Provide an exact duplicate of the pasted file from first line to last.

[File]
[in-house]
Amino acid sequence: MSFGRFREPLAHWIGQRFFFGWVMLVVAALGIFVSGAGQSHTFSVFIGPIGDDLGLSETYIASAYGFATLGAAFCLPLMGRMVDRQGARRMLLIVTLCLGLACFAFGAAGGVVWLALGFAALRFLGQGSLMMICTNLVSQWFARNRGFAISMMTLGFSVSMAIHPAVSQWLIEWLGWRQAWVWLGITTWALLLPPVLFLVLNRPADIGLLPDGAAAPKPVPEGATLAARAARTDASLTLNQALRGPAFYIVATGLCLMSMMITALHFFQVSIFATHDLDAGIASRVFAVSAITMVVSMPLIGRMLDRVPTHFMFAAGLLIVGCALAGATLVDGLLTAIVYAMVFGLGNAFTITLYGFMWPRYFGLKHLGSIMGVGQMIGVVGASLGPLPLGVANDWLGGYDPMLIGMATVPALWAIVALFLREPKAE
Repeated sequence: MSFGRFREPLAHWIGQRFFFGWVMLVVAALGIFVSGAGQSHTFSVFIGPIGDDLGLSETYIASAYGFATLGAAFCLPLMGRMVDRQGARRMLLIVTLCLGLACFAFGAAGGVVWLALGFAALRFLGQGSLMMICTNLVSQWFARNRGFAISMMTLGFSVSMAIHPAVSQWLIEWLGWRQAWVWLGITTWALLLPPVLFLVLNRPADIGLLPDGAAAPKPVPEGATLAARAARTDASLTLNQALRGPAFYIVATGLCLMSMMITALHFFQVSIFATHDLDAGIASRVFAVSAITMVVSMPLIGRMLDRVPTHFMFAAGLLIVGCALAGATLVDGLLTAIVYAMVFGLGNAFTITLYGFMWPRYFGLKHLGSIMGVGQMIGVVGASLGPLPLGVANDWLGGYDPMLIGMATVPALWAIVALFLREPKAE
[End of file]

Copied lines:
[in-house]
Amino acid sequence: MSFGRFREPLAHWIGQRFFFGWVMLVVAALGIFVSGAGQSHTFSVFIGPIGDDLGLSETYIASAYGFATLGAAFCLPLMGRMVDRQGARRMLLIVTLCLGLACFAFGAAGGVVWLALGFAALRFLGQGSLMMICTNLVSQWFARNRGFAISMMTLGFSVSMAIHPAVSQWLIEWLGWRQAWVWLGITTWALLLPPVLFLVLNRPADIGLLPDGAAAPKPVPEGATLAARAARTDASLTLNQALRGPAFYIVATGLCLMSMMITALHFFQVSIFATHDLDAGIASRVFAVSAITMVVSMPLIGRMLDRVPTHFMFAAGLLIVGCALAGATLVDGLLTAIVYAMVFGLGNAFTITLYGFMWPRYFGLKHLGSIMGVGQMIGVVGASLGPLPLGVANDWLGGYDPMLIGMATVPALWAIVALFLREPKAE
Repeated sequence: MSFGRFREPLAHWIGQRFFFGWVMLVVAALGIFVSGAGQSHTFSVFIGPIGDDLGLSETYIASAYGFATLGAAFCLPLMGRMVDRQGARRMLLIVTLCLGLACFAFGAAGGVVWLALGFAALRFLGQGSLMMICTNLVSQWFARNRGFAISMMTLGFSVSMAIHPAVSQWLIEWLGWRQAWVWLGITTWALLLPPVLFLVLNRPADIGLLPDGAAAPKPVPEGATLAARAARTDASLTLNQALRGPAFYIVATGLCLMSMMITALHFFQVSIFATHDLDAGIASRVFAVSAITMVVSMPLIGRMLDRVPTHFMFAAGLLIVGCALAGATLVDGLLTAIVYAMVFGLGNAFTITLYGFMWPRYFGLKHLGSIMGVGQMIGVVGASLGPLPLGVANDWLGGYDPMLIGMATVPALWAIVALFLREPKAE